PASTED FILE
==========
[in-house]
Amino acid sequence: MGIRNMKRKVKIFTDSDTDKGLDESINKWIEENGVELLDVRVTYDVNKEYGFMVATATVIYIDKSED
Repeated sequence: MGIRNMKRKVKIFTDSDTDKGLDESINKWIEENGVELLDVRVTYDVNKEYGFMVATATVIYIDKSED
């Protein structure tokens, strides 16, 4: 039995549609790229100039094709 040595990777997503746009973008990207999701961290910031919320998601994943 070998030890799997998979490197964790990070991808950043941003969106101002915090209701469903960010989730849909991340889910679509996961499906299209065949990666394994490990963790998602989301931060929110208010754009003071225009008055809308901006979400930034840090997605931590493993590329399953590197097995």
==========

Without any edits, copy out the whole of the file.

[in-house]
Amino acid sequence: MGIRNMKRKVKIFTDSDTDKGLDESINKWIEENGVELLDVRVTYDVNKEYGFMVATATVIYIDKSED
Repeated sequence: MGIRNMKRKVKIFTDSDTDKGLDESINKWIEENGVELLDVRVTYDVNKEYGFMVATATVIYIDKSED
């Protein structure tokens, strides 16, 4: 039995549609790229100039094709 040595990777997503746009973008990207999701961290910031919320998601994943 070998030890799997998979490197964790990070991808950043941003969106101002915090209701469903960010989730849909991340889910679509996961499906299209065949990666394994490990963790998602989301931060929110208010754009003071225009008055809308901006979400930034840090997605931590493993590329399953590197097995």